Zach Hoisington, an engineer with Boeing Research and Development, proposes an electric airliner concept through the Subsonic Ultra Green Aircraft Research (SUGAR) program. During the CAFE Foundation’s fourth annual Electric Aircraft Symposium in Rohnert Park, California in April this year, he shared an amazing array of alternatives. Making airliners viable in an era of disappearing fossil fuel has caused NASA and aircraft producers to explore different design approaches, including joined wing aircraft, strut-braced wings, and hybrid wing-body configurations.
Strategies for doing more with less may include aerial refueling for extended range flight with larger payloads, and formation flights on common routes like those of migrating birds to reduce induced drag. New sources of power may include hydrogen fuel cells and podded or integral batteries.
Although the last option filled most of the talk, it came with the caveat that given current levels of battery development, it would take 5.5 million pounds of cells to produce the same energy derived from 60,200 pounds of Jet A. That fuel figure is based on Hoisington’s example airliner with 154 passengers and a range of 3,500 miles. The airliner’s takeoff weight is185,000 pounds – about a third of that in fuel. Converting that substantial fuel load to batteries will test the best engineer.
An interview with Hoisington in TechNews Daily shows the implications inherent in this scenario.
“This is because jet fuel supplies a lot of energy for its weight — technically, some 11,900 watt-hours per kilogram — while those batteries offer about 200 times less.
“However, in light of rising fuel prices and concerns about the environmental impact of fossil fuel use, researchers are taking the concept more seriously.
“’We’re trying to predict the far-out future airliner,’ Hoisington said.”
As with George Bye’s electric Cessna, there are some factors in the plus column for electric airliners. Jet engines make Jet A into thrust with about 40-percent efficiency. Electric motors can extract kilowatts at efficiencies in the high 90-percent range. Even with those advantages and high-efficiency batteries possible in the future, the electric airliner will have to pull out all the stops in becoming a reality.
Hoisington made reference in his talk to the “N+3” program initiated by NASA as a challenge to industry and academic research groups. Taking “N” as today’s airliner and “+3” as the third generation from current practice, NASA desired several goals. These include a 70-percent reduction in fuel burn performance, 75 percent lower nitrous oxide emissions, a 71-decibel reduction in noise, and reduced congestion around airports.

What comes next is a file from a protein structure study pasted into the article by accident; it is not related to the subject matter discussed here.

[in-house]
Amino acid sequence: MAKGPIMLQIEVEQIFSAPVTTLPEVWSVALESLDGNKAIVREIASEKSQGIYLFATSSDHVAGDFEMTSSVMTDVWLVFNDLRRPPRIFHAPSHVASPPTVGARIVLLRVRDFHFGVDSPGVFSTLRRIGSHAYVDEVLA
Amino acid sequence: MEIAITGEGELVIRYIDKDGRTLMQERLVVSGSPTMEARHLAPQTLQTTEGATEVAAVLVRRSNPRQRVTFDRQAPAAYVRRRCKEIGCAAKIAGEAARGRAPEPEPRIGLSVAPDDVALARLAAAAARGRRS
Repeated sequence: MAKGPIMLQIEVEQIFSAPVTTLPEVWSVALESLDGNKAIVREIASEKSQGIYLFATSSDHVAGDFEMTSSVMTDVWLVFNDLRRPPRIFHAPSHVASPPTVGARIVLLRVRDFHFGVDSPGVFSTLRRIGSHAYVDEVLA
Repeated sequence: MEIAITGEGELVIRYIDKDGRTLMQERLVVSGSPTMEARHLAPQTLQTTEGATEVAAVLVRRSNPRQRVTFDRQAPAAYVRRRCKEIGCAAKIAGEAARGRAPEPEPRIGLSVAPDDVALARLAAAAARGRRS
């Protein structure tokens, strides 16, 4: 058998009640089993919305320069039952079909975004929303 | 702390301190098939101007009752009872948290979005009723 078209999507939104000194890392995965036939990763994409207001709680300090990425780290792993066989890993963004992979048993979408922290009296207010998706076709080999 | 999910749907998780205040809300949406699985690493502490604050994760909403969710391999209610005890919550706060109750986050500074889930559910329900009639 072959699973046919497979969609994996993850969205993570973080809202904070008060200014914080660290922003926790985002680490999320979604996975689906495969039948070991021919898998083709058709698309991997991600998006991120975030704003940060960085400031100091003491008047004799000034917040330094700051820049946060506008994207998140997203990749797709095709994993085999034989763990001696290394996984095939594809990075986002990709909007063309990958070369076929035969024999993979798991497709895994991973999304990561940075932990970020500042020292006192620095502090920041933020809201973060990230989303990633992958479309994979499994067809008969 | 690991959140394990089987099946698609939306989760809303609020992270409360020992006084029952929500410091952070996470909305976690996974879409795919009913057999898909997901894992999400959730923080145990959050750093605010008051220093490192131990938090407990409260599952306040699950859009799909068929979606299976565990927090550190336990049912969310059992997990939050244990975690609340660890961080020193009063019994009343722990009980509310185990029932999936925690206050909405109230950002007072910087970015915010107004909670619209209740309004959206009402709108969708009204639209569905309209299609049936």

Investigators from Boeing and its partner Georgia Institute of Technology, and three teams comprising Grumman, Cessna, MIT, and others devised concept vehicles.
According to Aviation Week, “NASA says that the concepts from the four teams were able to meet either the fuel burn or the noise goal, but not both, so it will be reassessing the overall goals to determine which need more time to get from the lab to operational use.”
Hoisington shared the amusing range of acronyms that came with the SUGAR project. An early turbofan effort was dubbed Refined SUGAR, but fell short of NASA goals. Subsequent efforts produced SUGAR High, a long-winged, strut-braced airplane with advanced turbofans that should become available in a few generations. The final design is SUGAR Volt, a turbine-electric hybrid which would use electric power for short-range flights and turbines for long range trips. Some payload would be displaced by almost 21,000 pounds of batteries.
Despite these limitations, Hoisington thinks that SUGAR Volt could easily exceed the NASA goals for reduced fuel use. The hybrid configuration echoes the serial hybrid configuration employed in Boeing’s PhantomEye High Altitude Long Endurance (HALE) research vehicle now being tested at NASA Dryden Flight Research Center.
In a final thought to TechNews Daily, Hoisington explained this research “is the most far out piece of work at Boeing Research & Technology. It’s definitely not near-term. If it does happen, it probably won’t happen for 20 or more years.”